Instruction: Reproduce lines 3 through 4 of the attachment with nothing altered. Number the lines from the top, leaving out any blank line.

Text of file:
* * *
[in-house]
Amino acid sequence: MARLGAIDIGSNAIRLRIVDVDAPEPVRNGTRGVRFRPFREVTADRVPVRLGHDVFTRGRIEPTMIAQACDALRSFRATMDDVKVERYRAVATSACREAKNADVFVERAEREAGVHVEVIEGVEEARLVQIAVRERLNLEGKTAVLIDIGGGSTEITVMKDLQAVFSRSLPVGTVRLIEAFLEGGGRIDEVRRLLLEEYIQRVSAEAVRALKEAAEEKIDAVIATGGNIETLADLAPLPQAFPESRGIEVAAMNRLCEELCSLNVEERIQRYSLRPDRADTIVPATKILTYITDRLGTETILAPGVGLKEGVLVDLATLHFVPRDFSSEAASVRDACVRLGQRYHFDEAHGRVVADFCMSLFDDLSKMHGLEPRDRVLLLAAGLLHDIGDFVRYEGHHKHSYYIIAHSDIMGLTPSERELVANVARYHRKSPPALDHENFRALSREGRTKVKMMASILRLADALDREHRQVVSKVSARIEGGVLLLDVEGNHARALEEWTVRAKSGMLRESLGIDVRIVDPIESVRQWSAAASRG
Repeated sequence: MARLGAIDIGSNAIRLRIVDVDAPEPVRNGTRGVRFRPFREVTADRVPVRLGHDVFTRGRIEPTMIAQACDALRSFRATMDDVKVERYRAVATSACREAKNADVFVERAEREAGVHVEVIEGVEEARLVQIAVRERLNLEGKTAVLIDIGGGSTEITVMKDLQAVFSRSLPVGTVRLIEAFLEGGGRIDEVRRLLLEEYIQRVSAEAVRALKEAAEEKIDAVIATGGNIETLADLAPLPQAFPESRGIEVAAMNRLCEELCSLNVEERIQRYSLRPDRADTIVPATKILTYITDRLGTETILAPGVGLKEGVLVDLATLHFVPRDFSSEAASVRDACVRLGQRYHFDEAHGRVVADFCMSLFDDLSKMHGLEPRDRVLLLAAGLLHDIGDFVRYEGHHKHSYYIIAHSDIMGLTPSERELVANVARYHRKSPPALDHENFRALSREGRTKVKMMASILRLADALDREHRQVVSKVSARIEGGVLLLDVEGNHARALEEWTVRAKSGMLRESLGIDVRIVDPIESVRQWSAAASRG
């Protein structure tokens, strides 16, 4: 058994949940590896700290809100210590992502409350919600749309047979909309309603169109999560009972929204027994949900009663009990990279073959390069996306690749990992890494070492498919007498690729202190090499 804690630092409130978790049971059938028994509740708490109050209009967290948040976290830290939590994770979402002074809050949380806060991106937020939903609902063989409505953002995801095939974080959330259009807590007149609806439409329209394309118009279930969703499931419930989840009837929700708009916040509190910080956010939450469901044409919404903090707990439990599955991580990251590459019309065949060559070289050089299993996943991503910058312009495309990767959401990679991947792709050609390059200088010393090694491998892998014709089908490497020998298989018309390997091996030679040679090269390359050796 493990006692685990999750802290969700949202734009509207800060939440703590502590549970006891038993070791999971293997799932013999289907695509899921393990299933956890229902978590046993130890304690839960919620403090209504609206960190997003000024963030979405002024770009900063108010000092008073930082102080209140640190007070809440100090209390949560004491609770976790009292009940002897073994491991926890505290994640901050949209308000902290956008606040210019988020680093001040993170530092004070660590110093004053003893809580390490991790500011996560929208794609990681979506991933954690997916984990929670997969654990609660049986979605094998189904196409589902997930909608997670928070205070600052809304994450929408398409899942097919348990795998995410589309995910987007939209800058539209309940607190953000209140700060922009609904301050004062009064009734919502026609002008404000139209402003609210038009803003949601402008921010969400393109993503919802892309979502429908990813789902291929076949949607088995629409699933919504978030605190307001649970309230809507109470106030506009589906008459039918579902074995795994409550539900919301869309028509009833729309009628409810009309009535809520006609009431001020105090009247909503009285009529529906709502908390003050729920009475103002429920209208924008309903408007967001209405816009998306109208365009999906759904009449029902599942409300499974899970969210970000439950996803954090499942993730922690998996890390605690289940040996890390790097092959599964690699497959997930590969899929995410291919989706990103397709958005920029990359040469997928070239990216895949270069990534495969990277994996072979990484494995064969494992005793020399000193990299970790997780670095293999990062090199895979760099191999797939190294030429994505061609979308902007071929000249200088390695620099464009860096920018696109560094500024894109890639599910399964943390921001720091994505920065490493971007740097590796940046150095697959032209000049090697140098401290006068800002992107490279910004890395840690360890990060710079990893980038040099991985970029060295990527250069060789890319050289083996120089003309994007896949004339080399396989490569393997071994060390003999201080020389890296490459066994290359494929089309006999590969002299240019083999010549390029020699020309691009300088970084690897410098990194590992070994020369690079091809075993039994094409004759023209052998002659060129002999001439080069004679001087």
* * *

Repeated sequence: MARLGAIDIGSNAIRLRIVDVDAPEPVRNGTRGVRFRPFREVTADRVPVRLGHDVFTRGRIEPTMIAQACDALRSFRATMDDVKVERYRAVATSACREAKNADVFVERAEREAGVHVEVIEGVEEARLVQIAVRERLNLEGKTAVLIDIGGGSTEITVMKDLQAVFSRSLPVGTVRLIEAFLEGGGRIDEVRRLLLEEYIQRVSAEAVRALKEAAEEKIDAVIATGGNIETLADLAPLPQAFPESRGIEVAAMNRLCEELCSLNVEERIQRYSLRPDRADTIVPATKILTYITDRLGTETILAPGVGLKEGVLVDLATLHFVPRDFSSEAASVRDACVRLGQRYHFDEAHGRVVADFCMSLFDDLSKMHGLEPRDRVLLLAAGLLHDIGDFVRYEGHHKHSYYIIAHSDIMGLTPSERELVANVARYHRKSPPALDHENFRALSREGRTKVKMMASILRLADALDREHRQVVSKVSARIEGGVLLLDVEGNHARALEEWTVRAKSGMLRESLGIDVRIVDPIESVRQWSAAASRG
């Protein structure tokens, strides 16, 4: 058994949940590896700290809100210590992502409350919600749309047979909309309603169109999560009972929204027994949900009663009990990279073959390069996306690749990992890494070492498919007498690729202190090499 804690630092409130978790049971059938028994509740708490109050209009967290948040976290830290939590994770979402002074809050949380806060991106937020939903609902063989409505953002995801095939974080959330259009807590007149609806439409329209394309118009279930969703499931419930989840009837929700708009916040509190910080956010939450469901044409919404903090707990439990599955991580990251590459019309065949060559070289050089299993996943991503910058312009495309990767959401990679991947792709050609390059200088010393090694491998892998014709089908490497020998298989018309390997091996030679040679090269390359050796 493990006692685990999750802290969700949202734009509207800060939440703590502590549970006891038993070791999971293997799932013999289907695509899921393990299933956890229902978590046993130890304690839960919620403090209504609206960190997003000024963030979405002024770009900063108010000092008073930082102080209140640190007070809440100090209390949560004491609770976790009292009940002897073994491991926890505290994640901050949209308000902290956008606040210019988020680093001040993170530092004070660590110093004053003893809580390490991790500011996560929208794609990681979506991933954690997916984990929670997969654990609660049986979605094998189904196409589902997930909608997670928070205070600052809304994450929408398409899942097919348990795998995410589309995910987007939209800058539209309940607190953000209140700060922009609904301050004062009064009734919502026609002008404000139209402003609210038009803003949601402008921010969400393109993503919802892309979502429908990813789902291929076949949607088995629409699933919504978030605190307001649970309230809507109470106030506009589906008459039918579902074995795994409550539900919301869309028509009833729309009628409810009309009535809520006609009431001020105090009247909503009285009529529906709502908390003050729920009475103002429920209208924008309903408007967001209405816009998306109208365009999906759904009449029902599942409300499974899970969210970000439950996803954090499942993730922690998996890390605690289940040996890390790097092959599964690699497959997930590969899929995410291919989706990103397709958005920029990359040469997928070239990216895949270069990534495969990277994996072979990484494995064969494992005793020399000193990299970790997780670095293999990062090199895979760099191999797939190294030429994505061609979308902007071929000249200088390695620099464009860096920018696109560094500024894109890639599910399964943390921001720091994505920065490493971007740097590796940046150095697959032209000049090697140098401290006068800002992107490279910004890395840690360890990060710079990893980038040099991985970029060295990527250069060789890319050289083996120089003309994007896949004339080399396989490569393997071994060390003999201080020389890296490459066994290359494929089309006999590969002299240019083999010549390029020699020309691009300088970084690897410098990194590992070994020369690079091809075993039994094409004759023209052998002659060129002999001439080069004679001087």